Here is the liberating fact about being a slave to Christ, we have only Jesus to please, we have only His approval to gain, no one else’s. We are never called to be people pleasers, only Christ pleasers.

We are freed to heal divisions

Romans 14:4 Who are you to judge someone else’s servant? To his own master he stands or falls. And he will stand, for the Lord is able to make him stand.

It is important to know the background to the letter to the Romans. When Paul writes this letter he writes to a church he had never met nor did he help to establish. He avoided ministering there because they had been established as far back as AD 35. Paul doesn’t visit Rome until about AD 59. The letter to the Romans was written to help prepare the church for his upcoming stopover on his way to Spain.

In AD 49 the church had been divided when the Emperor Claudius had expelled all the Jews from Rome due to a riot. Claudius mistakenly identified the trouble makers as Jews so they were expelled. In AD 50 Paul meets up with two of these exiled Jews, Aquila and Priscilla. Shortly after that Claudius dies and the ban was lifted but a dramatic change had taken place within the church. What once was a church with leadership made up of both Jews and Gentiles, now the church was led by all Gentiles. When the Jews came back there were some real tensions Paul had to deal with. Paul writes to help ease some of the tensions.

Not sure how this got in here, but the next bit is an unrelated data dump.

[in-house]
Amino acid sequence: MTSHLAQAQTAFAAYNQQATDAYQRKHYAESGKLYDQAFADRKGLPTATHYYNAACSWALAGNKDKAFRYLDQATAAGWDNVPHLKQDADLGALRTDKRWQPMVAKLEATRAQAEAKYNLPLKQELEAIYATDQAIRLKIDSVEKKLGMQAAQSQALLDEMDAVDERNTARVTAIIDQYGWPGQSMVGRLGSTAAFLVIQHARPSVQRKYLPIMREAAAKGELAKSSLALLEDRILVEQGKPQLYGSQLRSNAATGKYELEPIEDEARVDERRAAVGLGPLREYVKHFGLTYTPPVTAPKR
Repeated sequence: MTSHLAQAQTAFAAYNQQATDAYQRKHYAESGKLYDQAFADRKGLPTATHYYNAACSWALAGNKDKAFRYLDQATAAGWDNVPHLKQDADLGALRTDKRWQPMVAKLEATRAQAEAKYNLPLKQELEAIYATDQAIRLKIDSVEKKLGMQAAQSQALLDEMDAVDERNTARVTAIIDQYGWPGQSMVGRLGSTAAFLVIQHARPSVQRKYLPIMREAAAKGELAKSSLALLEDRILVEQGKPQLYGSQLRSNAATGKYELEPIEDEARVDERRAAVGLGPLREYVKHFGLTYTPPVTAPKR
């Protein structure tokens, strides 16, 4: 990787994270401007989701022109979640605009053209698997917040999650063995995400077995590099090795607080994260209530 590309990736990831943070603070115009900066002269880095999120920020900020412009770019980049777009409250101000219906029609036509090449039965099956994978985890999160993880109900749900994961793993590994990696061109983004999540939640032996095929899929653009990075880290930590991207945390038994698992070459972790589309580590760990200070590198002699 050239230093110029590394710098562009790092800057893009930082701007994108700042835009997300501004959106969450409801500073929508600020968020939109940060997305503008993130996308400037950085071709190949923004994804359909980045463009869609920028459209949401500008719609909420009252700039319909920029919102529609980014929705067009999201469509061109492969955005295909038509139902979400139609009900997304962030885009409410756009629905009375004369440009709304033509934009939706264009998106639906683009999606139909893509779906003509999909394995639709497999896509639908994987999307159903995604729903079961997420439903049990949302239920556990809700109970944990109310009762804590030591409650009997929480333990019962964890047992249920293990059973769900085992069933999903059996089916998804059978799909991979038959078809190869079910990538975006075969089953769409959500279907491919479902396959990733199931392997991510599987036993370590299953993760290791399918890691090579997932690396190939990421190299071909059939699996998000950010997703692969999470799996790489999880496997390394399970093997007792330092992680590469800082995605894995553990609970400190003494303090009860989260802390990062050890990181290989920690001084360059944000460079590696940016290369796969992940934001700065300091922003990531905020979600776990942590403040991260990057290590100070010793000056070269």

Imagine that this class is the Roman church. Within the church you had Gentiles that worshiped Jesus the Lord. Also within the church you had Jews who worshiped Jesus the Messiah. Both had different preferences on dietary issues, and both had preferences in the style of worship. The church became divided and this had a devastating effect on the ministry of the church.

Paul boldly states, who are you to judge another person’s slave?

In this statement is the remedy to heal divisions within a church. When churches fight and begin to criticize each other, or move to split over some dispute, what is Paul say that should stop the infighting?

If we are owned by someone, the issue is between them and their master, no one else. In the case of the church in Rome, Jesus is the master and how the slave and the master work things out, that is all that matters. Now that the believers were free from judging each other, they were free to get back to the business of the church; loving each other and serving each other well. The freedom from judging each other could only come from their slavery in Christ.

We are freed to serve